You have got to be kidding me, she thought, breaking her stare from theirs. She put her gym bag down, and followed suite, sitting. She knew she should have been stretching, but she needed to see how this practice was going to go, first. No one else was doing it, anyway, which, she knew was hardly an excuse to hurt herself, but she was already the new girl, and was sure her dance clothes compared to theirs would make her look like a slut. She didn’t need to get out in the middle of the floor and start her stretches and have them all stare at her. She could see out of the corner of her eye, Ashley was already doing enough of that.
At the last minute, Jordyn heard a pair of footsteps. She looked up, and with extremely pleasant surprise, she saw Erin rush in, tying her black hair into a tight bun as she walked.
She spotted Jordyn immediately and smiled. “Jordyn! Oh my gosh, you’re in class with us?”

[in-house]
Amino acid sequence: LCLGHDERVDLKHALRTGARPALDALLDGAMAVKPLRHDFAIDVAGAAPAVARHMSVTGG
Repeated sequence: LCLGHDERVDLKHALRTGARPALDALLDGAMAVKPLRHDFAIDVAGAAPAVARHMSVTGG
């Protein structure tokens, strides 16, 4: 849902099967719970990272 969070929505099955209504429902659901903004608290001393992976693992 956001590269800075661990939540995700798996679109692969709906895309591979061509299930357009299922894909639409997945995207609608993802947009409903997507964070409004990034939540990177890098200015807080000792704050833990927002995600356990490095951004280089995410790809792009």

“Yeah,” Jordyn said with a smile, happy to see not only a familiar face, but a friendly face.
“Aren’t you the new girl?” one of the younger girls asked. Jordyn recognized her from school, but she didn’t know her. She thought she might have been a freshman.
“Jordyn just moved here from San Diego,” Erin said with a smile. Jordyn mentally thanked her, because she wasn’t too keen on talking to this bunch that she didn’t know, and didn’t care to answer any of their nosy questions about where she’d come from.
“I didn’t know you danced,” Erin said, lifting her gym bag off of her shoulder and tugging her t-shirt off, exposing a simple tank top over a sports bra. Underneath her blue basketball shorts, she wore short cotton ones. Not exactly dance wear, but it looked a lot better than the rest of the class. Oh, and Ashley’s crew? Yeah, they were all in leotards.